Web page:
Nabokov’s Blues

The wallful of quoted passages from his work,
with the requisite specimens pinned next
to their literary cameo appearances, was too good

a temptation to resist, and if the curator couldn’ t,
why should we? The prose dipped and shimmered
and the “flies,” as I heard a buff call them, stood

at lurid attention on their pins. If you love to read
and look, you could be happy a month in that small
room. One of the Nabokov photos I’ d never seen:

he’ s writing (left-handed! why did I never trouble
to find out?) at his stand-up desk in the hotel
apartment in Montreux. The picture’ s mostly

of his back and the small wedge of face that shows
brims with indifference to anything not on the page.
The window’ s shut. A tiny lamp trails a veil of light

over the page, too far away for us to read.
We also liked the chest of specimen drawers
labeled, as if for apprentice Freudians,

“Genitalia,” wherein languished in phials
the thousands he examined for his monograph
on the Lycaenidae, the silver-studded Blues.

And there in the center of the room a carillon
of Blues rang mutely out. There must have been
three hundred of them. Amanda’ s Blue was there,

and the Chalk Hill Blue, the Karner Blue
(Lycaeides melissa samuelis Nabokov),
a Violet-Tinged Copper, the Mourning Cloak,

an Echo Azure, the White-Lined Green Hairstreak,
the Cretan Argus (known only from Mt. Ida:
in the series Nabokov did on this beauty

he noted for each specimen the altitude at which
it had been taken), and as the ads and lovers say,
“and much, much more.” The stilled belle of the tower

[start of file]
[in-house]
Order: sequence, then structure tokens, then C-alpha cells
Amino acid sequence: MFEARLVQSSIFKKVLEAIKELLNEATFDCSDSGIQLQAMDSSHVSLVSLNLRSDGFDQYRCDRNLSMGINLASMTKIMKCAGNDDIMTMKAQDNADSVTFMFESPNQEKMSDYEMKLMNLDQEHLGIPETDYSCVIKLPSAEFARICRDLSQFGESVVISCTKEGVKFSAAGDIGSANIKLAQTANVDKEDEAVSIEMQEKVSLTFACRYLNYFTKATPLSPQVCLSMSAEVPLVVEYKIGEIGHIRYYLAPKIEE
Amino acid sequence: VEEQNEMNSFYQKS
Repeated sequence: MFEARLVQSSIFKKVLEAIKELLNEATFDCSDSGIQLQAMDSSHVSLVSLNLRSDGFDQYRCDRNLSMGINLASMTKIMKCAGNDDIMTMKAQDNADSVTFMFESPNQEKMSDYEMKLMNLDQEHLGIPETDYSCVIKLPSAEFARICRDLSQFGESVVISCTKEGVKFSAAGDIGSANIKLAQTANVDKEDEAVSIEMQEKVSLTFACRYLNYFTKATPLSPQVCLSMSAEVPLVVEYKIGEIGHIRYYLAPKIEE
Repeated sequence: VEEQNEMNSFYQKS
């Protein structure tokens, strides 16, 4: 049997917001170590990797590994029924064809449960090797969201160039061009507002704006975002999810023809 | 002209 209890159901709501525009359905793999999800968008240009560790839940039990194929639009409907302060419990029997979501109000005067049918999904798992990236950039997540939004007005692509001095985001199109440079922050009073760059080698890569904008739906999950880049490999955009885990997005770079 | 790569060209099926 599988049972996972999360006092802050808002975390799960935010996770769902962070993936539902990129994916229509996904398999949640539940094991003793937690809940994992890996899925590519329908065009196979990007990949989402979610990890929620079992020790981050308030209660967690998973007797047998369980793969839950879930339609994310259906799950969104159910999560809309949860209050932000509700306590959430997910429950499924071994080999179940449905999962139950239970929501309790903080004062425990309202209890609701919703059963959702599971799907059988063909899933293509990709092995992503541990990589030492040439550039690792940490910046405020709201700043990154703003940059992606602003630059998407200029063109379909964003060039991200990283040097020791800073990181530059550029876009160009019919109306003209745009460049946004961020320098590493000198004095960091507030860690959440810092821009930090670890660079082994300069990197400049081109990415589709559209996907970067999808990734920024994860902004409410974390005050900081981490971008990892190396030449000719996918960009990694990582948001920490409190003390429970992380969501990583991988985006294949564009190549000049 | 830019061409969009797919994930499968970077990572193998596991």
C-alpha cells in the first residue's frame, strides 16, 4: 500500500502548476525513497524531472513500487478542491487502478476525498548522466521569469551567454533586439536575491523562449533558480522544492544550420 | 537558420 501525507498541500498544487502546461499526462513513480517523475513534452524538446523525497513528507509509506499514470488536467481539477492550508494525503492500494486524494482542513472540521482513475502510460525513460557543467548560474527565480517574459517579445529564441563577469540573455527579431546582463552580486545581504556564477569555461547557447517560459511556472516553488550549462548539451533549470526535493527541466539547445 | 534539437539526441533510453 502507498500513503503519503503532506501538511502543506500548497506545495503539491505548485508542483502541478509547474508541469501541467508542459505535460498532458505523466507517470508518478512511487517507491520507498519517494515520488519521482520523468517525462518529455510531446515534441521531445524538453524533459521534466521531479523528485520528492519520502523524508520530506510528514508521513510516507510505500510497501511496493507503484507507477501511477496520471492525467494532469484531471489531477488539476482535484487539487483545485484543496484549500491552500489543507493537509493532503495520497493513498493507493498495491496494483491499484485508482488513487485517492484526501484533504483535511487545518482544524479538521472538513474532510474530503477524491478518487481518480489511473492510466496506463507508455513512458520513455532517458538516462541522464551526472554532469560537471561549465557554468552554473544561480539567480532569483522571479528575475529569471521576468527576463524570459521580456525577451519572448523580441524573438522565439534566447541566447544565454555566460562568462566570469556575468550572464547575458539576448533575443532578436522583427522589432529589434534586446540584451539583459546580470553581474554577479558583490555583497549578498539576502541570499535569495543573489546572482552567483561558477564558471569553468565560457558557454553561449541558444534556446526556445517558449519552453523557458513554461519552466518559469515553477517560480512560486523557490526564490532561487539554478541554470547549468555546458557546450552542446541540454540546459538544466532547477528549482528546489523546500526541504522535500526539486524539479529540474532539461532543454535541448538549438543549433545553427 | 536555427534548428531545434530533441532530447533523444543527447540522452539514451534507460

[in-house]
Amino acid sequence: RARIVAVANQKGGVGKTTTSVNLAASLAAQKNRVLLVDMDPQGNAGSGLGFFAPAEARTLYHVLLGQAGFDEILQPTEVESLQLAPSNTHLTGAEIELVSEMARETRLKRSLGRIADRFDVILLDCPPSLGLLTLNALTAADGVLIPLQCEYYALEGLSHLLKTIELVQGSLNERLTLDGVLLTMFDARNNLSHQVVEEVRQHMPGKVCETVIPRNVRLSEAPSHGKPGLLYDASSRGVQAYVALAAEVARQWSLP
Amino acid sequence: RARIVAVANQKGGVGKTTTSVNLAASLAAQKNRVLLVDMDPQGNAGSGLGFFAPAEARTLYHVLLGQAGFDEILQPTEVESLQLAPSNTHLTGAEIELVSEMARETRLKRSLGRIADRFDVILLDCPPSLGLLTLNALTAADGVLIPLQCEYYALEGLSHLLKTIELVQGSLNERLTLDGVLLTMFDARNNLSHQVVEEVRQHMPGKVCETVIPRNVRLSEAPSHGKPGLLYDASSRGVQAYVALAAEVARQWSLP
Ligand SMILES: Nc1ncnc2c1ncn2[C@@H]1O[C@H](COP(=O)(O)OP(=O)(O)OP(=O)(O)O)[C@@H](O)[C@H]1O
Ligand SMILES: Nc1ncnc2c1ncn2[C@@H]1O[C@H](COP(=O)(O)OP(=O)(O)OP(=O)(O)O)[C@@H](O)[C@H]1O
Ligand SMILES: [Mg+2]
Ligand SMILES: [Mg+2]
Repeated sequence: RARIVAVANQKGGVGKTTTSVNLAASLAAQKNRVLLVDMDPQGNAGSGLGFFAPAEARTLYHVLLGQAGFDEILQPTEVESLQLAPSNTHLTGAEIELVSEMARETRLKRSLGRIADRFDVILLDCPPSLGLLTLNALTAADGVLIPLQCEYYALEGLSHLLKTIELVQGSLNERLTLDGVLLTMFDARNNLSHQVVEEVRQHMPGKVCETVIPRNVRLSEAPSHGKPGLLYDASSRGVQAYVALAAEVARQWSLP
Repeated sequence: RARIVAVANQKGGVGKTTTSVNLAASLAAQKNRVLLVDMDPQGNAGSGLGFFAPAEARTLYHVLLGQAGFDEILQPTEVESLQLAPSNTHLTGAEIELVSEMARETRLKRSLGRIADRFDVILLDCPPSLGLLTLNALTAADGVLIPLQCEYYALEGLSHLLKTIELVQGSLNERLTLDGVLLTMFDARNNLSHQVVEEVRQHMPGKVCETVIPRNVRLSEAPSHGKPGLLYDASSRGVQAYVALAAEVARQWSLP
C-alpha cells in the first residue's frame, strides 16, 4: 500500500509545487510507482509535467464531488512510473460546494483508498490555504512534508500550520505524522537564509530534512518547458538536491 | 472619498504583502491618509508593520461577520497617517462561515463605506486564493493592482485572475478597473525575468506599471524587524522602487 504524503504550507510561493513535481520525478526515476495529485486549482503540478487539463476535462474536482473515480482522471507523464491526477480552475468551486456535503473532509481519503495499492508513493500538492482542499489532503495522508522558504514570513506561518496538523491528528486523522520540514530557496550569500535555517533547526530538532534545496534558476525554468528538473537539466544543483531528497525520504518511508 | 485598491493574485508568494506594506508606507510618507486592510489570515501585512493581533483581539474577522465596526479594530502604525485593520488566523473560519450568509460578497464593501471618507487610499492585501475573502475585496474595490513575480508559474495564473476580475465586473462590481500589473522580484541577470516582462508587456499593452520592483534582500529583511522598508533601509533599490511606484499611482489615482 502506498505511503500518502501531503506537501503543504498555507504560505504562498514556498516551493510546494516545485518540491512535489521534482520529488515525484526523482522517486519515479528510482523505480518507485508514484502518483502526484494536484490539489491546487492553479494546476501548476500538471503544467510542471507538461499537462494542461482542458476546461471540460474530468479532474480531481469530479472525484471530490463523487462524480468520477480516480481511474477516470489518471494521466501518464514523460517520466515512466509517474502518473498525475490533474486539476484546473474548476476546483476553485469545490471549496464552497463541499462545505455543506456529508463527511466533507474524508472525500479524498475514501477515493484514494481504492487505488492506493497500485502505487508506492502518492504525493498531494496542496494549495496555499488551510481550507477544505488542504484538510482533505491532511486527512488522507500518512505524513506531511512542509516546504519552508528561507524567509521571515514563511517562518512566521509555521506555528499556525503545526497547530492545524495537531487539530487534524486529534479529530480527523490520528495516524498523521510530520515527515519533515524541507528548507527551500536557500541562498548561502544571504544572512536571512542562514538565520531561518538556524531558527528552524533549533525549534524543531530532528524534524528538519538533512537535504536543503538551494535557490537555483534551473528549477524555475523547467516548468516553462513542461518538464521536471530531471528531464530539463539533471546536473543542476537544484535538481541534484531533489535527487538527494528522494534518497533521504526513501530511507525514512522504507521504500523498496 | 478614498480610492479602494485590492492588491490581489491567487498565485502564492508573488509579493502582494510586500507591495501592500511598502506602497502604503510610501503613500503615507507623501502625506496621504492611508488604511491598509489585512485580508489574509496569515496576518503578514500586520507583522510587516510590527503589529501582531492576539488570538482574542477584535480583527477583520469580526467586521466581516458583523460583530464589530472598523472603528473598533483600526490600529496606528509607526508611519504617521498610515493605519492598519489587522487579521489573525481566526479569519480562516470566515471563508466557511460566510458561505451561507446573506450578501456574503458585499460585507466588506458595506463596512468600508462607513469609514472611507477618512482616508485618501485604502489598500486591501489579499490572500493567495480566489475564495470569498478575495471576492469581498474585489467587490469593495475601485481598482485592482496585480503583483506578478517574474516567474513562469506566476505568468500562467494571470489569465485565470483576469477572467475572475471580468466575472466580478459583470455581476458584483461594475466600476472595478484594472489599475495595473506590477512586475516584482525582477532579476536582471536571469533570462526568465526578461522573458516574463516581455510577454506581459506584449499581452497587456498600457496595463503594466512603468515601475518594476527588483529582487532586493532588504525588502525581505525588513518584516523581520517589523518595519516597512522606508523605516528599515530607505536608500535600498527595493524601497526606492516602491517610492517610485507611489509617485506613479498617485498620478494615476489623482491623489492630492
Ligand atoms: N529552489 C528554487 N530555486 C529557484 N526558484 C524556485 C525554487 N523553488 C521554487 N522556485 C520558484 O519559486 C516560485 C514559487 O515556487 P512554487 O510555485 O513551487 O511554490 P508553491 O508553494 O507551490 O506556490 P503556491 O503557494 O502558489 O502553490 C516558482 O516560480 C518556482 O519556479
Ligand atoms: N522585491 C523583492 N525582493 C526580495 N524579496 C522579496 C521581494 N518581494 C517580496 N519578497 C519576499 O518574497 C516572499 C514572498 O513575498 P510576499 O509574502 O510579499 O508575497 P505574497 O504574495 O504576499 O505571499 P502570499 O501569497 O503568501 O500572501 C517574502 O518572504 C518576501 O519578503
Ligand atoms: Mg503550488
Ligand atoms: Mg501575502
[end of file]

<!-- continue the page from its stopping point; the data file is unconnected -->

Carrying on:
was a Lycaeides melissa melissa. No doubt
it’ s an accident Melissa rhymes, sort of, with Lolita,
The scant hour we could lavish on the Blues

flew by, and we improvised a path through cars
and slush and boot-high berms of mud-blurred snow
to wherever we went next. I must have been mute,

or whatever I said won from silence nothing
it mourned to lose. I was back in that small
room, vast by love of each flickering detail,

each genital dusting to nothing, the turn,
like a worm’ s or caterpillar’ s, of each phrase.
I stood up to my ankles in sludge pooled

over a stopped sewer grate and thought —
wouldn’ t you know it — about love and art:
you can be ruined (“rurnt,” as we said in south-

western Ohio) by a book or improved by
a butterfly. You can dodder in the slop,
septic with a rage not for order but for the love

the senses bear for what they do, for detail
that’ s never annexed, like a reluctant crumb
to a vacuum cleaner, to a coherence.

You can be bead after bead on perception’ s rosary.
This is the sweet ache that hurts most, the way
desire burns bluely at its phosphorescent core:

just as you’ re having what you wanted most,
you want it more and more until that’ s more
than you, or it, or both of you, can bear.